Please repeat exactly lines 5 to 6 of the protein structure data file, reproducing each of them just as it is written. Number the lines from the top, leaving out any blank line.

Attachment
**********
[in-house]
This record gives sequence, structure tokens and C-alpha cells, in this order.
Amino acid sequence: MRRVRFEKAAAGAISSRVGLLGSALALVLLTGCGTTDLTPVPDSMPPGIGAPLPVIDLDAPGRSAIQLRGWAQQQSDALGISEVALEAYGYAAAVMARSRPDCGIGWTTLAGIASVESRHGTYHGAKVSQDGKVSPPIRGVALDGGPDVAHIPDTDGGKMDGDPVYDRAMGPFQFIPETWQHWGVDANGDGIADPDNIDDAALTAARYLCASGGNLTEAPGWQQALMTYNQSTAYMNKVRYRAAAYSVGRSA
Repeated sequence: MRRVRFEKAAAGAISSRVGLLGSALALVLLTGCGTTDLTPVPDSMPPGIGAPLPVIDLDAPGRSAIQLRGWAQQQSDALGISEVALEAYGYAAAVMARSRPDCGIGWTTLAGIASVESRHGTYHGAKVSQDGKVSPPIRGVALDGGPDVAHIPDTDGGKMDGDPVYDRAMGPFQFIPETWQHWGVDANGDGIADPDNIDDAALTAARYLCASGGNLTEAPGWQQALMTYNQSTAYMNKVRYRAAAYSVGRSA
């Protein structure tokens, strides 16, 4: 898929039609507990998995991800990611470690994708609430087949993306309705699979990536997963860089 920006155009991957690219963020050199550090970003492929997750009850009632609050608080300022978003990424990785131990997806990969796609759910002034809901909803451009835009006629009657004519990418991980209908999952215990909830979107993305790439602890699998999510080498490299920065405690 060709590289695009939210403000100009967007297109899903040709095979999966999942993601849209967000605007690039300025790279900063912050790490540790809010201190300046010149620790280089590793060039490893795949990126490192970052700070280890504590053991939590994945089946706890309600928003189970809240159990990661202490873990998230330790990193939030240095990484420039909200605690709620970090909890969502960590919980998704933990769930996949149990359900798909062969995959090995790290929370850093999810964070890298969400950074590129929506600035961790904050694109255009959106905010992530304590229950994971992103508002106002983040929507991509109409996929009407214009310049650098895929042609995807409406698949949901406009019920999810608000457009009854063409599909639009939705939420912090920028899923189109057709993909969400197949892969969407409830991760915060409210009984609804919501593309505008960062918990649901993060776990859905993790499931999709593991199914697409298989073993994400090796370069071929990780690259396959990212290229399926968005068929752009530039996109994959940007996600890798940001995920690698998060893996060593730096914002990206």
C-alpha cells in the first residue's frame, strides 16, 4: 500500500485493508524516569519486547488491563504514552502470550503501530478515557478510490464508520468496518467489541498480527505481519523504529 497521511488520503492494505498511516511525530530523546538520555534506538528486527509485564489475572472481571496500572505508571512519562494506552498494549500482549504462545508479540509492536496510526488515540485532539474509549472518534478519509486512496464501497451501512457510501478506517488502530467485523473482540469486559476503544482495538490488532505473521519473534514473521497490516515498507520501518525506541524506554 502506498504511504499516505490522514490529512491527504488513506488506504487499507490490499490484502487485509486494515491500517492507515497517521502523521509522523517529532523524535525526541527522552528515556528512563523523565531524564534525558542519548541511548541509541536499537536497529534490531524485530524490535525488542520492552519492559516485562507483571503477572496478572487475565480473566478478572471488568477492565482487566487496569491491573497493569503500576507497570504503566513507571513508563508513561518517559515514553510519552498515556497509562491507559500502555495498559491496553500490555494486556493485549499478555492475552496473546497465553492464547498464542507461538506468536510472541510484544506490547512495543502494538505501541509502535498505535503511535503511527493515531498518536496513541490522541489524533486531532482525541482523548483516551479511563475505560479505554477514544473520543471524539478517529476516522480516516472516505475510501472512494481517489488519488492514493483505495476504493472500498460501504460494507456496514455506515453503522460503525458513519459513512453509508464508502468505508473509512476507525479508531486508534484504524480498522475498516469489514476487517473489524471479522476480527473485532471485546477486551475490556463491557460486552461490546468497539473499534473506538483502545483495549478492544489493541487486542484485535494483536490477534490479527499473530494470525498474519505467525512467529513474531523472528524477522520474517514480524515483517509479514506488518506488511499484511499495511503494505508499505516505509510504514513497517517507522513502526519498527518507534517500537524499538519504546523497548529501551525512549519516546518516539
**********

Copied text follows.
């Protein structure tokens, strides 16, 4: 898929039609507990998995991800990611470690994708609430087949993306309705699979990536997963860089 920006155009991957690219963020050199550090970003492929997750009850009632609050608080300022978003990424990785131990997806990969796609759910002034809901909803451009835009006629009657004519990418991980209908999952215990909830979107993305790439602890699998999510080498490299920065405690 060709590289695009939210403000100009967007297109899903040709095979999966999942993601849209967000605007690039300025790279900063912050790490540790809010201190300046010149620790280089590793060039490893795949990126490192970052700070280890504590053991939590994945089946706890309600928003189970809240159990990661202490873990998230330790990193939030240095990484420039909200605690709620970090909890969502960590919980998704933990769930996949149990359900798909062969995959090995790290929370850093999810964070890298969400950074590129929506600035961790904050694109255009959106905010992530304590229950994971992103508002106002983040929507991509109409996929009407214009310049650098895929042609995807409406698949949901406009019920999810608000457009009854063409599909639009939705939420912090920028899923189109057709993909969400197949892969969407409830991760915060409210009984609804919501593309505008960062918990649901993060776990859905993790499931999709593991199914697409298989073993994400090796370069071929990780690259396959990212290229399926968005068929752009530039996109994959940007996600890798940001995920690698998060893996060593730096914002990206």
C-alpha cells in the first residue's frame, strides 16, 4: 500500500485493508524516569519486547488491563504514552502470550503501530478515557478510490464508520468496518467489541498480527505481519523504529 497521511488520503492494505498511516511525530530523546538520555534506538528486527509485564489475572472481571496500572505508571512519562494506552498494549500482549504462545508479540509492536496510526488515540485532539474509549472518534478519509486512496464501497451501512457510501478506517488502530467485523473482540469486559476503544482495538490488532505473521519473534514473521497490516515498507520501518525506541524506554 502506498504511504499516505490522514490529512491527504488513506488506504487499507490490499490484502487485509486494515491500517492507515497517521502523521509522523517529532523524535525526541527522552528515556528512563523523565531524564534525558542519548541511548541509541536499537536497529534490531524485530524490535525488542520492552519492559516485562507483571503477572496478572487475565480473566478478572471488568477492565482487566487496569491491573497493569503500576507497570504503566513507571513508563508513561518517559515514553510519552498515556497509562491507559500502555495498559491496553500490555494486556493485549499478555492475552496473546497465553492464547498464542507461538506468536510472541510484544506490547512495543502494538505501541509502535498505535503511535503511527493515531498518536496513541490522541489524533486531532482525541482523548483516551479511563475505560479505554477514544473520543471524539478517529476516522480516516472516505475510501472512494481517489488519488492514493483505495476504493472500498460501504460494507456496514455506515453503522460503525458513519459513512453509508464508502468505508473509512476507525479508531486508534484504524480498522475498516469489514476487517473489524471479522476480527473485532471485546477486551475490556463491557460486552461490546468497539473499534473506538483502545483495549478492544489493541487486542484485535494483536490477534490479527499473530494470525498474519505467525512467529513474531523472528524477522520474517514480524515483517509479514506488518506488511499484511499495511503494505508499505516505509510504514513497517517507522513502526519498527518507534517500537524499538519504546523497548529501551525512549519516546518516539